Kenyans living in the Diaspora asked Kenyans to reject the Majimbo system that is being advocated by the Orange Democratic Movement led by opposition front runner, Raila Odinga, and the Orange Democratic Movement-Kenyas leader Kalonzo Musyoka, saying that the prevailing confusion and misunderstanding of the practicability of Majimboism in the country\s society could lead to evictions of Kenyans currently living in harmony among their neighbours and in-laws, citing the 1992 tribal clashes experienced in the country that led to many Kenyans being killed and displaced within the country.

\”The belief and interpretation by some sections of our society that equity in distribution of resources might mean forcefully or cunningly taking away resources from hardworking Kenyans and dishing it away, will demoralise and hence retard the current pace of economic growth. The Soviet Union and the Tanzania under socialism are cases in point,\” the Diaspora Kenyans said in a press statement issued in Nairobi Saturday.

The statement further asked the opposition to assure Kenyans that if they assume power no culprit, regardless of their ethnicity, religion or federal government, would get away with cold blooded murder of their fellow Kenyans.

There has been raging debate in the country over Majimbo ahead of the elections with President Mwai Kibaki seeking re-election for a second term on his Party of National Unity ticket, saying Majimbo was a recipe for ethnic strife in the country.

A poll carried out by the country\s leading research firm indicated that 44 percent of Kenyans also opposed Majimboism.

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History in the making

Posted by African Press International on December 23, 2007

By Kipkoech Tanui

The election week starts today. History is in the making. D-day is four days away 96 hours.

On the last Sunday to another milestone in the nations life, we today bring you more stories and features dedicated to the elections, the Kibaki presidency, power intrigues, and the twists and turns in the big race.

There is also plenty to read on the road Kenya has walked thus far, from December 30, 2002, when Kibaki was sworn-in as Kenyas third president and Commander-in-Chief.

It is the homestretch, and, therefore, much as the flames of passion, with its traditional ethnic flavour continuing to soar, the eye is on the glimmer and glamour of State House.

There is nail biting and anxiety and the big question is whether President Kibaki will clinch a second and final term. Or will he be the first president to bundled out of office at the ballot?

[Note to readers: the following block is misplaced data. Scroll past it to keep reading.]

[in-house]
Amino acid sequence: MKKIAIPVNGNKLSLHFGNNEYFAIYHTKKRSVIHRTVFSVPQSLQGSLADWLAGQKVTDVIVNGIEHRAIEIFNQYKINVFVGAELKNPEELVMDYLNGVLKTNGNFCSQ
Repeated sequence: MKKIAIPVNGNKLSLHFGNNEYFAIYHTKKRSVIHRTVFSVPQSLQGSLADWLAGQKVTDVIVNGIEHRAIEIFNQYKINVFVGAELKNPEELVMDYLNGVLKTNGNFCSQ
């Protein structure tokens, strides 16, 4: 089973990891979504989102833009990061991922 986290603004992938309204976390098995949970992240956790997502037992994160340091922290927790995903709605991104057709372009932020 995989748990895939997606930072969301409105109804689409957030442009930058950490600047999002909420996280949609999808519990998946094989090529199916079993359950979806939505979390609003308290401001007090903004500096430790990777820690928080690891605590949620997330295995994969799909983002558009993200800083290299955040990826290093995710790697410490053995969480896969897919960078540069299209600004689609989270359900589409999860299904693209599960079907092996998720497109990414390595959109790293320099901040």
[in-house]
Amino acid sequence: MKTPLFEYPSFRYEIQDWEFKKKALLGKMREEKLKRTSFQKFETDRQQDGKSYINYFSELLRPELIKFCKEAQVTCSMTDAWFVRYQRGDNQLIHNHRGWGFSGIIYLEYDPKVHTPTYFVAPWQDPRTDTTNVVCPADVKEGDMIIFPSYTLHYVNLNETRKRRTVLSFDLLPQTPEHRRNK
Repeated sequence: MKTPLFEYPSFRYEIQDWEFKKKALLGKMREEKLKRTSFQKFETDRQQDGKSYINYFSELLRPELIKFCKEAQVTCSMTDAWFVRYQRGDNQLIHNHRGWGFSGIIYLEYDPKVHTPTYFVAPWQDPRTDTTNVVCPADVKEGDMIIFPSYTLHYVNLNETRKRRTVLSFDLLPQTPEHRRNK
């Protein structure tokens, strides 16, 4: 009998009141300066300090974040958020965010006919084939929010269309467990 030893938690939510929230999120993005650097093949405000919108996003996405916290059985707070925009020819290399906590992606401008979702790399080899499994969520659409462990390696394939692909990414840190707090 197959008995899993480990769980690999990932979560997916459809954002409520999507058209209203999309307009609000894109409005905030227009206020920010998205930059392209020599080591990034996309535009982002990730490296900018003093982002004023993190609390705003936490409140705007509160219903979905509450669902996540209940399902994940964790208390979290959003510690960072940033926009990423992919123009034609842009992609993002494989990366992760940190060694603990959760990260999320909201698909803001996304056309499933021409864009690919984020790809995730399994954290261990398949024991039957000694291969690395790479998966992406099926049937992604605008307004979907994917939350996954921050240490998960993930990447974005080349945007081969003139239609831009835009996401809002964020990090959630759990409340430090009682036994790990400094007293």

The anxiety of the moment is anchored to the fact that the Presidents main challengers Mr Raila Odinga (ODM) and Mr Kalonzo Musyoka (ODM-Kenya) were his devout allies in 2002, but he sacked them from the Cabinet after the humiliating defeat at the referendum in 2005.

For Raila, who has led in seven of the controversial Steadman Groups fortnightly opinion polls, and Kalonzo who has stuck to the third position, the referendum was the culmination of the war against Kibaki over alleged betrayal in a pre-election power-sharing pact signed in 2002.

The Presidents side argues the MoU had to be trashed, because it was not going to give the country a Cabinet that is the face of Kenya. The Raila-Kalonzo axis argues that it was an act of betrayal and selfishness. The two, who themselves dramatically fell out and ended up on the ballot with varied symbol of the orange, are out to stake their claim.

If the President wins, his will be the last laugh, for he will not be in the 2012 race. He will have therefore vindicate himself, and reap from his campaign slogan kazi iendelee.

But if Kibaki loses to Raila, he will have been driven into the ignominy of defeat, by a man his side treats with suspicion and who will smile at his Waterloo.

A Raila win will be another chapter in the making of the nation, first because he will have surmounted the myth of unelectability because of certain cultural traits.

Secondly, after years of bare-knuckle struggle for basic freedoms, culminating in nine years in detention, he will have elbowed his way to the Executive.

On the road he walked, it shall then be written, are numerous stops at police cells, the fields of teargas, cudgels, and the haze of broken spirit and shattered family life.

It will be the pinnacle of his life, to achieve the dream his father, the late doyen of Opposition Jaramogi Oginga Odinga, had, but which died after he fell out with Jomo Kenyatta.

For Kalonzo it will be the ultimate miracle, the opening up of a gap between Kibaki and Raila – very much like the Red Sea for the Israelites in the Bible to allow him safe passage to State House.

It will be, it shall be written a diplomatic coup, in honour of Kalonzos role in regional peace-talks, during his watch at the Ministry of Foreign Affairs.

It is history in the making. In Kibakis case, if he were beaten, it would be the end of a political career spanning decades and the opening up of a void in central Kenya politics. The political star of so many of his buddies from the days of the Democratic Party in the Opposition benches, will also fade, probably to pop up in 2012.